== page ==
Your PC is just a bunch of hardware, snap it together and make it work.

but a console, they spent millions of dollars to develop the chip hardware and OS from scratch.

Face it, you just want to freeload, stop giving yourself excuses.

RE: Good job Sony
By Howard on 1/12/2011 9:32:50 PM , Rating: 2
What does the R&D cost have to do with what I want to do with my own personal property?

RE: Good job Sony
By chick0n on 1/13/11, Rating: -1
RE: Good job Sony
By haplo602 on 1/13/2011 4:21:09 AM , Rating: 3
last time I checked, you still have to pay for the PS3 to get it ... so much for freeloading.

pirating games (where Sony has monetary interest) is one thing, using software on the console where Sony would not get a cent anyway is another thing.

it's the same as xerox machines and any kind of storage medium in my country. you pay a part of the price to copyright agencies just because you could use it to hold/copy copyrighted work. if you do not, nobody will ever refund you ... so you are assumed to be a criminal by default.

same here with Sony ... do you like that they think of you as a criminal even if you paid for their hardware ?

RE: Good job Sony
By chick0n on 1/13/11, Rating: -1
RE: Good job Sony
By fic2 on 1/13/2011 12:26:30 PM , Rating: 3
Uh, it is his own computer. He bought it dumba55. Just because it is sold as a game console doesn't mean it isn't a computer.

RE: Good job Sony
By chick0n on 1/14/2011 9:09:48 AM , Rating: 1
Just because he bought it doesn't mean its not made by Sony who spent millions of dollars.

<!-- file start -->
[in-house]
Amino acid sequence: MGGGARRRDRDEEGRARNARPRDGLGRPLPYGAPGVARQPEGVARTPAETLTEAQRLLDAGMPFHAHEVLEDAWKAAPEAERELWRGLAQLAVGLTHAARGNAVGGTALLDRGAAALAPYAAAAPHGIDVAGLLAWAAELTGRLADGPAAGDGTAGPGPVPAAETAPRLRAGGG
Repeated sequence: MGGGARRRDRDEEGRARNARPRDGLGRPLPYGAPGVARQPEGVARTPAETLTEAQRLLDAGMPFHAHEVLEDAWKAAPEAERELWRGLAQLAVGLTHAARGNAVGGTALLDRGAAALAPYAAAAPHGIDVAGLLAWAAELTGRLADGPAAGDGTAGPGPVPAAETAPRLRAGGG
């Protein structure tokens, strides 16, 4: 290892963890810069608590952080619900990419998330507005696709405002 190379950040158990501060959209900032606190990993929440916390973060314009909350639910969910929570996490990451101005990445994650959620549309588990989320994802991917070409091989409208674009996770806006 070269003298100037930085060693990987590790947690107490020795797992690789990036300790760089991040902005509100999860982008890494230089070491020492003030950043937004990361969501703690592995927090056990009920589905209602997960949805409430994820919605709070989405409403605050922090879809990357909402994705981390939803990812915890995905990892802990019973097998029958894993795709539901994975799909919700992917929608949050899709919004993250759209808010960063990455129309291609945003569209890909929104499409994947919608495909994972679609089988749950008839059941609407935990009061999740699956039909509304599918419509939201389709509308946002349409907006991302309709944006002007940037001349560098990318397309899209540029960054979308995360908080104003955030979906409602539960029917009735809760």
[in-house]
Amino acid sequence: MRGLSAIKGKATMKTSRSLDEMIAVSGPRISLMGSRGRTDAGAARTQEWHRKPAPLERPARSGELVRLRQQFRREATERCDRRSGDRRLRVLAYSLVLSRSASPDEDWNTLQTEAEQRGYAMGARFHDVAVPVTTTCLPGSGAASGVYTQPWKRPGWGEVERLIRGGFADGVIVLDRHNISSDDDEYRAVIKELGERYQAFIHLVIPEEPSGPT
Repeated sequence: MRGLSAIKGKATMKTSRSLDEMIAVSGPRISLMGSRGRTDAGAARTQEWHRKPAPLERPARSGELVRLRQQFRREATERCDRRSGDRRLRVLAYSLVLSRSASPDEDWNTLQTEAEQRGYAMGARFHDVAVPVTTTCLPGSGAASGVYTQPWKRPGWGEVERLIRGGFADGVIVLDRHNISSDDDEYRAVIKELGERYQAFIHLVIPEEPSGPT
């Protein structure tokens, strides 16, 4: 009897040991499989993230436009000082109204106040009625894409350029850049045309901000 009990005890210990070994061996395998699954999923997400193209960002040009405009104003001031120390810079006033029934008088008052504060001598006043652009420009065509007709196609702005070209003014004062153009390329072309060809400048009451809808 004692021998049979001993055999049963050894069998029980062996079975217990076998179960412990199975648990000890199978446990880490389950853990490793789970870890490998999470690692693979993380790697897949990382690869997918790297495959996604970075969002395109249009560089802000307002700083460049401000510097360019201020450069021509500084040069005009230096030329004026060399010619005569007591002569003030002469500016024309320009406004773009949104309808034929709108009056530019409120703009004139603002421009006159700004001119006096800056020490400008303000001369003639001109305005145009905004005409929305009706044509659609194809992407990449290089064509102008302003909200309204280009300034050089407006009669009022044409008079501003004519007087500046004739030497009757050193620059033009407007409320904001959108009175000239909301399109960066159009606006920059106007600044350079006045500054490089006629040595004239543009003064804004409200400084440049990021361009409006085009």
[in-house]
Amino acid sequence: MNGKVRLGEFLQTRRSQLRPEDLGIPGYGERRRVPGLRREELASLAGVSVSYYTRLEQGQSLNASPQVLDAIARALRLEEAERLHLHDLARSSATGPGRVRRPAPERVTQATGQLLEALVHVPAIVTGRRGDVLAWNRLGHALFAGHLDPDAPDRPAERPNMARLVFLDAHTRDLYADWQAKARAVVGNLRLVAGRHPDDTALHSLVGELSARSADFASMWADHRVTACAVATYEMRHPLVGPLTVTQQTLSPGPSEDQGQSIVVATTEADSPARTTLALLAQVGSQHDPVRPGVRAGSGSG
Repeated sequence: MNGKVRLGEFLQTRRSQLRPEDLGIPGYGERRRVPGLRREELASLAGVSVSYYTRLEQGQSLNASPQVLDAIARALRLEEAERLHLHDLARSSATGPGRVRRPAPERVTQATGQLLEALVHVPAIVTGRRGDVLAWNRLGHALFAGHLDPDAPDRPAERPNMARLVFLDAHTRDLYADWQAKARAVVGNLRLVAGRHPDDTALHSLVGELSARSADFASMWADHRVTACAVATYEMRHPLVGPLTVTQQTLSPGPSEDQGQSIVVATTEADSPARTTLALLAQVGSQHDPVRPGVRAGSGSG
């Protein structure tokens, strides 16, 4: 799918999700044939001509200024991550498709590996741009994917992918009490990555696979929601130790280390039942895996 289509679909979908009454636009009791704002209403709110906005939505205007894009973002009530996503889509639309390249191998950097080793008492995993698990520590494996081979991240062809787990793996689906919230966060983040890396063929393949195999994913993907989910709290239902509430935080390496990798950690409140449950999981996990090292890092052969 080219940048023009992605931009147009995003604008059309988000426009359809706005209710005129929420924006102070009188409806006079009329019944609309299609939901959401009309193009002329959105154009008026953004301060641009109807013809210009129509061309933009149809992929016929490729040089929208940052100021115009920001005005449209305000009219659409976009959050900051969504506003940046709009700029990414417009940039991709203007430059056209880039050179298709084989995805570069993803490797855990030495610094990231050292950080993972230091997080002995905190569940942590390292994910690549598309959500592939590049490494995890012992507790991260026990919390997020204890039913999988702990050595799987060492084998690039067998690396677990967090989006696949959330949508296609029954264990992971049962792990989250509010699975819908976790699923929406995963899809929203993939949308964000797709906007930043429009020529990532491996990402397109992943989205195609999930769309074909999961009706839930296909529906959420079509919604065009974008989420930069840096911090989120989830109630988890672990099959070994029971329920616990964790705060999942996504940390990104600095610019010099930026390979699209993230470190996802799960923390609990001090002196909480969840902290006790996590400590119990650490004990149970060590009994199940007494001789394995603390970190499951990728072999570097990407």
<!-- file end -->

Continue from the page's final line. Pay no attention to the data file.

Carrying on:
Just admit that people are selfish. simple.

RE: Good job Sony
By chick0n on 1/14/2011 10:19:26 AM , Rating: 1
also, can you walk into the pentagon and say hey, I am a taxpayer and I paid for your stuff, so I am coming in now to take a "visit"

You paid for it right? big fuxking deal ?

RE: Good job Sony
By Schrag4 on 1/14/2011 11:22:17 AM , Rating: 1
I'm sorry, but none of your posts make sense.

Don't forget they sold most of their PS3 below cost. you think you paid enough ? yea yea next I know is ppl like you gonna pull that "its their stupid fault to sell it below cost, not my problem" so many selfish xxxx these days. sad.

So you're agreeing that it's Sony's own stupid fault for selling them at a loss?

What you're arguing is that nobody should be able to put after-market parts in their car, their PC, or anything at all that they buy. You think a shovel should only be used to dig holes, and that anyone who suggests another use should be sued by the makers of shovels.

Should PS3 owners expect support from Sony if they mess with it? No. Should PS3 owners pirate? Of course not. Knife owners shouldn't stab people either. Car owners shouldn't intentionally drive over people. Hammers shouldn't be used to smash your neighbor's car up, but I bet you could find anther use for them that is outside of the recommendations of the manufacturer without getting sued.

You to say that Sony should have a say in whether or not you tinker with their product AFTER YOU BOUGHT IT is insane. Your posts paint the picture of a raving lunatic.

"We basically took a look at this situation and said, this is bullshit." -- Newegg Chief Legal Officer Lee Cheng's take on patent troll Soverain